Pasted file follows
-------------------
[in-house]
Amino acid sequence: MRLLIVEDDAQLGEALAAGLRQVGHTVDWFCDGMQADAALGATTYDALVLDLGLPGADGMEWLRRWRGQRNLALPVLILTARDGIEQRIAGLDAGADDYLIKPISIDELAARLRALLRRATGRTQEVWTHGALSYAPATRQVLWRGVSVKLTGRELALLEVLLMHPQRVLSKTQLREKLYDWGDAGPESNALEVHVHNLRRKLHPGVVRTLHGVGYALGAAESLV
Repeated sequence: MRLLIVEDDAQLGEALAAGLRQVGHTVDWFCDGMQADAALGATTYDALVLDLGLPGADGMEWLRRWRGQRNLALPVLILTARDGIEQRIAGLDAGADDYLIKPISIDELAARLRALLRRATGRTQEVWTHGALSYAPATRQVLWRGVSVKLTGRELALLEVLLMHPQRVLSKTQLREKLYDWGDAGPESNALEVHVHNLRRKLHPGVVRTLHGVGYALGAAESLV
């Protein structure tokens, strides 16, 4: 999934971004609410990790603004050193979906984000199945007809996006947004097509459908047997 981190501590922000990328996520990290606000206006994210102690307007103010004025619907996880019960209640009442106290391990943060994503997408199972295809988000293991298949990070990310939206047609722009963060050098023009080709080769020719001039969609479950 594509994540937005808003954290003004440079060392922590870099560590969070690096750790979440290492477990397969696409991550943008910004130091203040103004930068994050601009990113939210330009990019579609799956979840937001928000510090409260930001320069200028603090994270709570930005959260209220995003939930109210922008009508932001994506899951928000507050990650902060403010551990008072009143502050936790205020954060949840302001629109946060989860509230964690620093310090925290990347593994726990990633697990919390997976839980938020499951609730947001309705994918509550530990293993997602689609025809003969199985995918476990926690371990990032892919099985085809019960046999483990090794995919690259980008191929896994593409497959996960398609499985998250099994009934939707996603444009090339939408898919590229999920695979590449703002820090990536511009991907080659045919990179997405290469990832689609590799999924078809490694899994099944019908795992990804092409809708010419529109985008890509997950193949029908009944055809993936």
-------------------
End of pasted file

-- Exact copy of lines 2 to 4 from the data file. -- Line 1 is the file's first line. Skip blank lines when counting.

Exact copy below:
Amino acid sequence: MRLLIVEDDAQLGEALAAGLRQVGHTVDWFCDGMQADAALGATTYDALVLDLGLPGADGMEWLRRWRGQRNLALPVLILTARDGIEQRIAGLDAGADDYLIKPISIDELAARLRALLRRATGRTQEVWTHGALSYAPATRQVLWRGVSVKLTGRELALLEVLLMHPQRVLSKTQLREKLYDWGDAGPESNALEVHVHNLRRKLHPGVVRTLHGVGYALGAAESLV
Repeated sequence: MRLLIVEDDAQLGEALAAGLRQVGHTVDWFCDGMQADAALGATTYDALVLDLGLPGADGMEWLRRWRGQRNLALPVLILTARDGIEQRIAGLDAGADDYLIKPISIDELAARLRALLRRATGRTQEVWTHGALSYAPATRQVLWRGVSVKLTGRELALLEVLLMHPQRVLSKTQLREKLYDWGDAGPESNALEVHVHNLRRKLHPGVVRTLHGVGYALGAAESLV
């Protein structure tokens, strides 16, 4: 999934971004609410990790603004050193979906984000199945007809996006947004097509459908047997 981190501590922000990328996520990290606000206006994210102690307007103010004025619907996880019960209640009442106290391990943060994503997408199972295809988000293991298949990070990310939206047609722009963060050098023009080709080769020719001039969609479950 594509994540937005808003954290003004440079060392922590870099560590969070690096750790979440290492477990397969696409991550943008910004130091203040103004930068994050601009990113939210330009990019579609799956979840937001928000510090409260930001320069200028603090994270709570930005959260209220995003939930109210922008009508932001994506899951928000507050990650902060403010551990008072009143502050936790205020954060949840302001629109946060989860509230964690620093310090925290990347593994726990990633697990919390997976839980938020499951609730947001309705994918509550530990293993997602689609025809003969199985995918476990926690371990990032892919099985085809019960046999483990090794995919690259980008191929896994593409497959996960398609499985998250099994009934939707996603444009090339939408898919590229999920695979590449703002820090990536511009991907080659045919990179997405290469990832689609590799999924078809490694899994099944019908795992990804092409809708010419529109985008890509997950193949029908009944055809993936």